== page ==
I have found the plant. Now what do I do?
Well that depends on what you intend to make. If you are going to make the ear oil, you just need to harvest the flowers from the plants. This can be quite a challenge given that the flowers have no stems. It is best to get the flowers that have fully opened and are near the bottom of the spike. These are easier to remove. If you are interested in the Mullein Tea then you will need the leaves of the plant. These can either be obtained by removing them individually from the lower part of the plant (not the ones at the very bottom as they are usually damaged and don't do well). Remembering to only remove some of the leaves and move to the next plant, this is done to ensure the plant survives to produce the seeds needed to self populate. Another method is to remove the whole plant by cutting at the base just above the bottom leaves. I would recommend this only if the area you are harvesting from has a large number of plants. Once you have the entire plant, it can be hung like other herbs to dry and the entire plant processed as needed. More detailed information on the uses can be found at The Botanical.com.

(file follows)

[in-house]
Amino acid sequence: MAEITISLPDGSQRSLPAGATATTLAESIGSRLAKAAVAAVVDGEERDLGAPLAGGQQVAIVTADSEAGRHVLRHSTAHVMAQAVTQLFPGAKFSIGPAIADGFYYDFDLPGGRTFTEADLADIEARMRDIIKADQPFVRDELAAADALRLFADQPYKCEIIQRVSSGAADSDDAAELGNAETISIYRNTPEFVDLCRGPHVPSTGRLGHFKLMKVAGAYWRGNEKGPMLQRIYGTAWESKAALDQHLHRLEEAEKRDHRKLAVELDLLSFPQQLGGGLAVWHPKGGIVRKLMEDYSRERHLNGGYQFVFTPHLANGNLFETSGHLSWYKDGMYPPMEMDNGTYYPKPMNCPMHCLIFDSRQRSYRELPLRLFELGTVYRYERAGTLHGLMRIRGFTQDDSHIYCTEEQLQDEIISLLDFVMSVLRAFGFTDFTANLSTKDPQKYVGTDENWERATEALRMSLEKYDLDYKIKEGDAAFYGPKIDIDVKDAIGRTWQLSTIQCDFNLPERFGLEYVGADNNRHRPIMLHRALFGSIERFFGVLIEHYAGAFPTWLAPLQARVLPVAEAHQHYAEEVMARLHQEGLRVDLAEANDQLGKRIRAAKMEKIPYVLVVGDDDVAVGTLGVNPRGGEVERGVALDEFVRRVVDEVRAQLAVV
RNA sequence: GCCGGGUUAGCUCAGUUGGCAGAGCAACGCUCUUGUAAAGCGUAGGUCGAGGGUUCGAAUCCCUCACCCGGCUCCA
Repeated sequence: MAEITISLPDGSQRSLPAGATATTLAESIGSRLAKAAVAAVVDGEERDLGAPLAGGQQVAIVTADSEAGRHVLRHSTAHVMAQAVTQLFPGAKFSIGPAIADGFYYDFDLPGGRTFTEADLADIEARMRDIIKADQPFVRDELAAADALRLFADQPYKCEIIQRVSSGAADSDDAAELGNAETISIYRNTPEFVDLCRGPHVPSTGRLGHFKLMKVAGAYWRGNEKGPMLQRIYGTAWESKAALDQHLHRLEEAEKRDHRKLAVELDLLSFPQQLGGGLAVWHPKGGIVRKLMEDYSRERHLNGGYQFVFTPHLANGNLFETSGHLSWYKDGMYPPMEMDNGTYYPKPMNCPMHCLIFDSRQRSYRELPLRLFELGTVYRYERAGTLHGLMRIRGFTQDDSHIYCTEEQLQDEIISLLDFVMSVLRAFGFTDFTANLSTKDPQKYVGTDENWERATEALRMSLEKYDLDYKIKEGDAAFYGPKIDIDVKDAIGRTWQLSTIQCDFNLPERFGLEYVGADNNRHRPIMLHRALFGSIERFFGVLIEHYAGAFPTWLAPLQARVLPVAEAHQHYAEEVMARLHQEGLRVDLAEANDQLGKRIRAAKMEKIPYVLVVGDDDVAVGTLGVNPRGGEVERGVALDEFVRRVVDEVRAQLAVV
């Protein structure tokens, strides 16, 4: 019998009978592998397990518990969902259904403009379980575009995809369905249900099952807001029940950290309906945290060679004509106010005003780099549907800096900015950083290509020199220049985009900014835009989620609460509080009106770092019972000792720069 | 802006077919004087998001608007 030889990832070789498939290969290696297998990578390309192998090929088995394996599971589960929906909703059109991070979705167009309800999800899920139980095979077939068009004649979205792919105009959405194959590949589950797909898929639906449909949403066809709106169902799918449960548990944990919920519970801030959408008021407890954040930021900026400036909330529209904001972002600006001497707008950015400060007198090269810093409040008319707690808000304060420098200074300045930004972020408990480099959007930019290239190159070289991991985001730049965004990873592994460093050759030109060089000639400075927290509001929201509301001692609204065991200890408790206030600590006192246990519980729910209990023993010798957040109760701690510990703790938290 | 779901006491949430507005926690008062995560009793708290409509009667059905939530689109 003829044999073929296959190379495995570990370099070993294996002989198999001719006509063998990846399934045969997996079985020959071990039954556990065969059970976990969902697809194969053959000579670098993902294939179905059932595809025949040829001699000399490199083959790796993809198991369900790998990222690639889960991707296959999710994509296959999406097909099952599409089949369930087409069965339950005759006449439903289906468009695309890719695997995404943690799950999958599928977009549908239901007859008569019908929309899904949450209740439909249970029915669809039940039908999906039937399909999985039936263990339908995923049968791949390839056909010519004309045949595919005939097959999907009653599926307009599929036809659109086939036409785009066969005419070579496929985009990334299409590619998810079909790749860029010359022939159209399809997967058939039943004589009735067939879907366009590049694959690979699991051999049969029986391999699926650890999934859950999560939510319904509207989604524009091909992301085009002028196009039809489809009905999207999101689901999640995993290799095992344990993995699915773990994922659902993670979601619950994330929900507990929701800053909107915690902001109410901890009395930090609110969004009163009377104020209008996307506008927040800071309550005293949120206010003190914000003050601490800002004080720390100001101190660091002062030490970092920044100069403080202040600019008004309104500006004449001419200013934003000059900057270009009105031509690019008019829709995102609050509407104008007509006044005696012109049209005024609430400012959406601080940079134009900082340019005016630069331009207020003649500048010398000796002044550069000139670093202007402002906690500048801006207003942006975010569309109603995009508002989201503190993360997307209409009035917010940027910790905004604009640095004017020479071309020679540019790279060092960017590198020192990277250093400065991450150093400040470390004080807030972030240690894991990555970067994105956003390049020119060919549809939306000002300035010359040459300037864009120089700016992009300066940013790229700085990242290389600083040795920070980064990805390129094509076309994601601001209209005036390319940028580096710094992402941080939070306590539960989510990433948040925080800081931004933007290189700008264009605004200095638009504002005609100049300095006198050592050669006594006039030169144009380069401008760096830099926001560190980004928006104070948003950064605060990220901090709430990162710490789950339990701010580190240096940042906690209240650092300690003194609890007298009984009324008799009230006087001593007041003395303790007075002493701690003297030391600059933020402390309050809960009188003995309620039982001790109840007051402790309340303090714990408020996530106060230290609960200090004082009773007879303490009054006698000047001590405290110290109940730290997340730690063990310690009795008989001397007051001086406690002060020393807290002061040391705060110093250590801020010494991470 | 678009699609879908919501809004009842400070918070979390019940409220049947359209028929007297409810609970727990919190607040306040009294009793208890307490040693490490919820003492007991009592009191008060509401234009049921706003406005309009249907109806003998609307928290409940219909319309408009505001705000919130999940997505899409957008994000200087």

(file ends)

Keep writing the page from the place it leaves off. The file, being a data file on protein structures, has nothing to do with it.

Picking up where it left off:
If you aren't inclined to head out and harvest the herbs yourself we have this herb and many others available in our store at Grove of the Ancients Pagan Marketplace.
Next week is Hyssop. (a rush of ohs and ahs fills the room)